Gen. Pace Exercised His First Amendment Right

The freedom of speech is one of our most prized and fundamental liberties. And so, when a decorated war veteran who fought to defend that liberty is then denied the right to use it, I cannot stand idly by. General Peter Pace, chairman of the Joint Chiefs of Staff, was belittled for giving an honest answer and expressing his personal convictions regarding the morality of homosexuality. He expressed his personal views at a time when Members of the House are insisting on more candor from our men and women in uniform. General Pace provided that candor. Good for him.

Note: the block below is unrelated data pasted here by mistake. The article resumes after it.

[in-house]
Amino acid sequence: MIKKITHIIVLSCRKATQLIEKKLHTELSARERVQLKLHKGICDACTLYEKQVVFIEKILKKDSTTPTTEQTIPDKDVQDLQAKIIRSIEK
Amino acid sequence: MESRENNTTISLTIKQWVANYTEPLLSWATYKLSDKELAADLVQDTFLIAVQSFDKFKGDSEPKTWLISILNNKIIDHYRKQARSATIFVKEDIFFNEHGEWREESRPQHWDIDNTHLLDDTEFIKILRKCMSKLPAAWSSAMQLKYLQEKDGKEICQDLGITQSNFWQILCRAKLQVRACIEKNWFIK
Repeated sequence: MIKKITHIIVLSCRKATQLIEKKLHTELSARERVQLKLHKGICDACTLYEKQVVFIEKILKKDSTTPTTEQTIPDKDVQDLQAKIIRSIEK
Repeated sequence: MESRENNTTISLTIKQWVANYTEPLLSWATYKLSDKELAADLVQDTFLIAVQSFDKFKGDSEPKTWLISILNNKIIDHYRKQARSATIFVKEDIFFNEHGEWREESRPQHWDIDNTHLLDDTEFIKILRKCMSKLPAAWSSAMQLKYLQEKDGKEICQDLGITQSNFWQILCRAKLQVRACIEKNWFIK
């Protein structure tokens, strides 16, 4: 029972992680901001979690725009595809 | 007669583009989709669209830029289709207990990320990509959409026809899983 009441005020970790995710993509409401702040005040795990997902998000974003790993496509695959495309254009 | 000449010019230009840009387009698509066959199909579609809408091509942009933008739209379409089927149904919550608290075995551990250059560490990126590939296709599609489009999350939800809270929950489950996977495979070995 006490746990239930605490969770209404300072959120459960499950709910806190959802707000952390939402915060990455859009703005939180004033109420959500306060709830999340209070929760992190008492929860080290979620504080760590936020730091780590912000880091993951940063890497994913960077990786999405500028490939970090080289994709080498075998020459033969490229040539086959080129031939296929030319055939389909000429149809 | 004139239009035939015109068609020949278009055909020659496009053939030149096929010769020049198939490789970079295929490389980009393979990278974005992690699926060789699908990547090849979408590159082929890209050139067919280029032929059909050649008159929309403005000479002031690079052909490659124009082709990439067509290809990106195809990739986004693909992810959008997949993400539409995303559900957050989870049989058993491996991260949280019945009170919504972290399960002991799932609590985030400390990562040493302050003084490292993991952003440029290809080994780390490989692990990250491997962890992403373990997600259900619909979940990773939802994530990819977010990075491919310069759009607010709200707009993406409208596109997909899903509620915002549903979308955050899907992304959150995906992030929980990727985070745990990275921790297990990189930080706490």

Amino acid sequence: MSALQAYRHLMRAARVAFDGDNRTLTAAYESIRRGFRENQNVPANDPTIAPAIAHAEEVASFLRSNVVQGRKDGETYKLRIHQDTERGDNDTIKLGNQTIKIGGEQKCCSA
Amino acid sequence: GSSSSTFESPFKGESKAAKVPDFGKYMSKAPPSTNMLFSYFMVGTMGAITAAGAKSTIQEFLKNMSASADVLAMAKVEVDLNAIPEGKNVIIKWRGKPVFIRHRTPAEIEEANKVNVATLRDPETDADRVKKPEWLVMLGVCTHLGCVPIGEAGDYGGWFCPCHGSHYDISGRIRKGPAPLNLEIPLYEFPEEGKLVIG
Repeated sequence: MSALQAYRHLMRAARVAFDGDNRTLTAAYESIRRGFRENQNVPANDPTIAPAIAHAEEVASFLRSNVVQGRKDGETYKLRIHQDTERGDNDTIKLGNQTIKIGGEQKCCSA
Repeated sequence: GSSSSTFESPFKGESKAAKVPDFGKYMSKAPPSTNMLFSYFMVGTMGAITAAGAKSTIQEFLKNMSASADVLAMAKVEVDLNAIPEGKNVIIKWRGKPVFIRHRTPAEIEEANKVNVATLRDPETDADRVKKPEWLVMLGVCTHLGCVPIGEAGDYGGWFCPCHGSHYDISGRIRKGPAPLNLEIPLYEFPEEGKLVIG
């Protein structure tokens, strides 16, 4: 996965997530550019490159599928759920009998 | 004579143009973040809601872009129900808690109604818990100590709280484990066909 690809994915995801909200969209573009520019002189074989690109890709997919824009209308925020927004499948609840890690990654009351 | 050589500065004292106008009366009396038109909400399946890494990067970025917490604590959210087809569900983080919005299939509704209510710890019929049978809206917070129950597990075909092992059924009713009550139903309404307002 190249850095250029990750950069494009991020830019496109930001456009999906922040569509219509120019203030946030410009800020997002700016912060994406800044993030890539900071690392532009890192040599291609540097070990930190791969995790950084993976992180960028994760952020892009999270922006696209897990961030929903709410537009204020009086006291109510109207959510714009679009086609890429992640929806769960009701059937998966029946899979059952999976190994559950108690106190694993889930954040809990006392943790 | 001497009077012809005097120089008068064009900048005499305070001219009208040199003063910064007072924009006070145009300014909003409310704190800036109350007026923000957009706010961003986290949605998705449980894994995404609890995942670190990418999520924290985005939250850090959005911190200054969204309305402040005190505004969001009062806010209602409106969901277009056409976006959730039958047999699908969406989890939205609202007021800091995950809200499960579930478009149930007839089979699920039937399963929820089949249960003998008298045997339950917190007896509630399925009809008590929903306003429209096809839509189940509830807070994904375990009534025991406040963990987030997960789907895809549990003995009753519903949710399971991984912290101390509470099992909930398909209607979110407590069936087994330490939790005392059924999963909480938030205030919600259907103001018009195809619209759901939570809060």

In 1993, Congress passed and President Clinton signed language often referred to as the "Don't Ask, Don't Tell" policy. The rule prohibits military recruiters and service members from inquiring about a soldier's sexuality. If members of Congress believe that policy is flawed, they should try to change it. But to condemn a man -- to charge a patriot with intolerance and bigotry -- for exercising a right he fought so bravely to protect is an insult to us all. My letter to all 435 members of Congress regarding General Pace is on my website.

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